The dilemma faced by the country is to defuse this untenable situation by re-distributing political power so that a sustainable economy that ensures at least the basic needs of every one is achieved. The economy of a very small country is completely subject to the vicissitudes of international markets within completely open libertarian policies. Such policies may be very advantages for powerful countries bent on expanding their markets or acquiring sources of raw materials, but not for poor nations.

The key to having some capacity for controlling one’s destiny is to have an economy that is relatively independent of external market forces. Economists have not yet recognized that energy availability (and not class conflict, nor the “freedom” of the market) is the motive force of socio-economic evolution – a fact first enunciated by Ludwig Boltzmann in an address to the German Mathematical society. Boltzmann was an outstanding theoretical physicist of the 19th century. Energy availability can be converted into agricultural and industrial productivity, leading to prosperity and well-being. However, none of the political parties that currently exist in Sri Lanka, sunk in corruption, wheeler-dealing, blinded in ideology, communalism etc., and having scant regard for democratic values or the welfare of its citizens is likely to present a political program that will help the country. In any case, no one trusts them.

In fact, the existing political parties will field the same pack of rogues as candidates for any forthcoming election. The people themselves have little faith in elections, or in politicians, with confidence in public institutions now at a very low ebb.  So, apparently, there is no point in having elections!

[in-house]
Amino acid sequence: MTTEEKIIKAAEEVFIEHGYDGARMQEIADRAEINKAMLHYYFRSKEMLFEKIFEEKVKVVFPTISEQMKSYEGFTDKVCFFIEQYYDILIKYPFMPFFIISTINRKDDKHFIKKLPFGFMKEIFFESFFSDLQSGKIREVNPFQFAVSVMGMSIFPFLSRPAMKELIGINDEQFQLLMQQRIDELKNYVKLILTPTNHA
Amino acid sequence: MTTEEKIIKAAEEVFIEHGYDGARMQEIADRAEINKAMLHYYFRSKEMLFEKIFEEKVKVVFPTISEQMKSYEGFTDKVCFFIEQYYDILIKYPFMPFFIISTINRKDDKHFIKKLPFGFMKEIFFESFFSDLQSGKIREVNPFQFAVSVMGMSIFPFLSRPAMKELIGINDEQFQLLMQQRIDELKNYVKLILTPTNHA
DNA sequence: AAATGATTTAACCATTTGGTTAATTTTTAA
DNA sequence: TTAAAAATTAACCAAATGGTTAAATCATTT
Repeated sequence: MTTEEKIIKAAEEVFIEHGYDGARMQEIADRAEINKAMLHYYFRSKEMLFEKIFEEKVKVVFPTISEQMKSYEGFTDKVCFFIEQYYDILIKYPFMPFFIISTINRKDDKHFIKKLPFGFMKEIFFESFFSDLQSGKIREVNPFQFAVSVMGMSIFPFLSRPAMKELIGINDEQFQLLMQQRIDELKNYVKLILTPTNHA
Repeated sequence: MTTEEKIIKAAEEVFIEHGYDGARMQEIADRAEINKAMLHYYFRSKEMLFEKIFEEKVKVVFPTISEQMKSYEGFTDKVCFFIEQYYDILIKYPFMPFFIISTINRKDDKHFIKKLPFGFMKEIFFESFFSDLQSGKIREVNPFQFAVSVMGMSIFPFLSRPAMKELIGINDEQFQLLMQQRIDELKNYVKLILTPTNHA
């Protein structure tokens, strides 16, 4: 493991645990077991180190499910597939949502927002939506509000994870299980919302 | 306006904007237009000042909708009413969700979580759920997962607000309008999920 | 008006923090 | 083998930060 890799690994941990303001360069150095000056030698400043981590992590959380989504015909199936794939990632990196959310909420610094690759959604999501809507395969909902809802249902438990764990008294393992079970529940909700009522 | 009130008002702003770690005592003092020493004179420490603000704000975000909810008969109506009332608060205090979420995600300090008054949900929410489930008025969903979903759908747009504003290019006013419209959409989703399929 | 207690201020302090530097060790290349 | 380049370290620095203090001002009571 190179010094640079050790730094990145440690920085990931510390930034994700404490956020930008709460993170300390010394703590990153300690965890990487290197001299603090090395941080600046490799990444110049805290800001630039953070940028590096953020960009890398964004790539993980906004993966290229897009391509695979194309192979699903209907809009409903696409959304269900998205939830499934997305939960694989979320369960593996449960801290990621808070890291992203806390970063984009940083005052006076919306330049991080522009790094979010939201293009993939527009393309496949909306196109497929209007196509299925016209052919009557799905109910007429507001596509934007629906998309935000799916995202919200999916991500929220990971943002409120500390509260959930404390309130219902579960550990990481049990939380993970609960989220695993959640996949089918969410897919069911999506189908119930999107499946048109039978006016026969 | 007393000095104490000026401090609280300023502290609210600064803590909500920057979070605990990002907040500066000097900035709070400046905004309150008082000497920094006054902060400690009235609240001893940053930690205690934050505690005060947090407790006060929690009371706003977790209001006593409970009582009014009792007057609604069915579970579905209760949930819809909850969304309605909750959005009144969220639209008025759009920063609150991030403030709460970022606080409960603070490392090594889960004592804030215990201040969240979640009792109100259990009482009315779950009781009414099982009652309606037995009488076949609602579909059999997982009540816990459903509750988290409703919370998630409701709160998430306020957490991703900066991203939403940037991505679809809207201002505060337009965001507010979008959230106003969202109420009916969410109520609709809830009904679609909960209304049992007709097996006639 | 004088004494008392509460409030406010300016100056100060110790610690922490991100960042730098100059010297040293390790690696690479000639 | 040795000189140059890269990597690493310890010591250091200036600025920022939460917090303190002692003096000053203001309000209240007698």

A solution to dilemma

The need to go beyond the model of elections to ensure democracy has been recognised since the times of Athenian city states. The democracies in ancient Athens chose only ten percent of their officials by election, selecting the rest by sortition—a lottery, which randomly selected citizens to serve as legislators, jurors, magistrates and administrators. Aristotle argued that sortition is the best method of ensuring a democracy, while elected officials become part of oligarchies where the wealthy and powerful manipulate the election process.

Since competence and honesty are characteristics that are randomly and statistically distributed in a society, selecting a set of members of parliament by lottery would provide a representative, fresh “sample” of the voting population. They are not beholden to “party organisers” nor have they come to power using wealth, stealth and thuggery needed to run for office now a days.

Many societies down the ages have experimented with sortition. The councilors of the Italian republic of Genoa during the early renaissance were selected by lottery. Montaigne and Tom Paine had written in favour of using sortition to strengthen democracy.  More recently Burnheim in Australia had proposed what he called “demarchy” where random selection of legislators is used. Callenbach and Phillips proposed a Citizens’ Legislature in the US. Sortition was advocated by the main candidates of the recent presidential election in France in 2017 and used at some levels of electioneering during the first round of the presidential vote. The topic has become mainstream and scholarly works are easily found, though neglected by Sri Lankan writers.

In the case of Sri Lanka, it would be appropriate to select, say half the legislature by sortition. Of course, every one selected by lottery may not want to become a politician even for one term of office. Hence one may choose, say 400 candidates by lottery and a further selection of those who wish to serve can be made. The sortition-selected MPs should have the same entitlements and salary as for an elected MP. If they already hold a job in government, they have would leave the job for one term of office, and revert to their previous livelihoods, or contest as members of a political party. That is, they will be replaced by a new set of MPs selected by sortition.

All this requires constitutional amendments. A country that could amend the constitution even to accommodate influential individuals can surely amend it for the sake of public good? Unfortunately, the sortition model has not yet received the attention of political and constitutional writers of Sri Lanka, although it holds the key to the current impasse.